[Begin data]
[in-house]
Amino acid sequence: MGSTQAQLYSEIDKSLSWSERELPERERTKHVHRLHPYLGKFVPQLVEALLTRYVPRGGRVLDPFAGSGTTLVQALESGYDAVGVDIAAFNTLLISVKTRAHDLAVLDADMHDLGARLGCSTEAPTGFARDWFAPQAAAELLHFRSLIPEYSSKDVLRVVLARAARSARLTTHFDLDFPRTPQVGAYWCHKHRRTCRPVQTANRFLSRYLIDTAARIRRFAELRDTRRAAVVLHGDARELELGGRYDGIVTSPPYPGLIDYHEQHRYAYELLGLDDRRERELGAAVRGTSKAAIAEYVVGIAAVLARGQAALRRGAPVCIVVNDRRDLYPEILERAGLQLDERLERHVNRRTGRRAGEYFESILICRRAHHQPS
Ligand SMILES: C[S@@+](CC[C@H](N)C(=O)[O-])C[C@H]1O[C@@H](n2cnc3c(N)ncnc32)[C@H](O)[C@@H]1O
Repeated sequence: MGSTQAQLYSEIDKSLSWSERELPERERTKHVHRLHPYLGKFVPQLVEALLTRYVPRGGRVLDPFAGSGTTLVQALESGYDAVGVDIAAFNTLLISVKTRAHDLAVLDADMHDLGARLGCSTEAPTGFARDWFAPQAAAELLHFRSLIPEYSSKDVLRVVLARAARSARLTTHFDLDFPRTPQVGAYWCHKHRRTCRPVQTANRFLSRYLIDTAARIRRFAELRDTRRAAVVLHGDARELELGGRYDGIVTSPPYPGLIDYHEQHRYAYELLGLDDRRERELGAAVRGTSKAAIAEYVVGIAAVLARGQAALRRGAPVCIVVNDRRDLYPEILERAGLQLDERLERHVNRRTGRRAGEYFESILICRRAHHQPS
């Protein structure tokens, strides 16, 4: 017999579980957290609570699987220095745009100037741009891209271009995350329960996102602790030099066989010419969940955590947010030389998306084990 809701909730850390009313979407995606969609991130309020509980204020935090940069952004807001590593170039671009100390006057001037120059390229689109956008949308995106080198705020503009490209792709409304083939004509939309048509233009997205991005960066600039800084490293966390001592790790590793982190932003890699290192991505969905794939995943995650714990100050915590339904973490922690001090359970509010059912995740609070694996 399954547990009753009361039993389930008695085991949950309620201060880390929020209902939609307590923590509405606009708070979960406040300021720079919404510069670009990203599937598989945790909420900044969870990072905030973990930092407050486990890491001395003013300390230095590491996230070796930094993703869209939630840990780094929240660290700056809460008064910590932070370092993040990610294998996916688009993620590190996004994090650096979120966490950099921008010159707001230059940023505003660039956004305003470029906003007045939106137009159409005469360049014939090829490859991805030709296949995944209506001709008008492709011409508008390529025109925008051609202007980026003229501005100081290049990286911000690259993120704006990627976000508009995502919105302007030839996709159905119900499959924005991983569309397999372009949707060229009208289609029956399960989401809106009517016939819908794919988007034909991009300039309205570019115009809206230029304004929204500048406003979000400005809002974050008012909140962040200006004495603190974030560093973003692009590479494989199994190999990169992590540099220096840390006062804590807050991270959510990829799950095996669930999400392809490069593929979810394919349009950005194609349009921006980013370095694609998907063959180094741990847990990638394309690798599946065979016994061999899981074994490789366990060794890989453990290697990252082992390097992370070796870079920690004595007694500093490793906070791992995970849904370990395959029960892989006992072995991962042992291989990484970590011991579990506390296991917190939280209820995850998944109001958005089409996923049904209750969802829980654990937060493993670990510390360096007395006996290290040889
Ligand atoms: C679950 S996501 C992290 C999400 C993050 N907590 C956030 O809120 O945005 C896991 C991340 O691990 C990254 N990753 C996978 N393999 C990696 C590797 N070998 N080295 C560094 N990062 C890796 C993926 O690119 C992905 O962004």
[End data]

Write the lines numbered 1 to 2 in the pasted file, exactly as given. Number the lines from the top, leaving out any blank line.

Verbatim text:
[in-house]
Amino acid sequence: MGSTQAQLYSEIDKSLSWSERELPERERTKHVHRLHPYLGKFVPQLVEALLTRYVPRGGRVLDPFAGSGTTLVQALESGYDAVGVDIAAFNTLLISVKTRAHDLAVLDADMHDLGARLGCSTEAPTGFARDWFAPQAAAELLHFRSLIPEYSSKDVLRVVLARAARSARLTTHFDLDFPRTPQVGAYWCHKHRRTCRPVQTANRFLSRYLIDTAARIRRFAELRDTRRAAVVLHGDARELELGGRYDGIVTSPPYPGLIDYHEQHRYAYELLGLDDRRERELGAAVRGTSKAAIAEYVVGIAAVLARGQAALRRGAPVCIVVNDRRDLYPEILERAGLQLDERLERHVNRRTGRRAGEYFESILICRRAHHQPS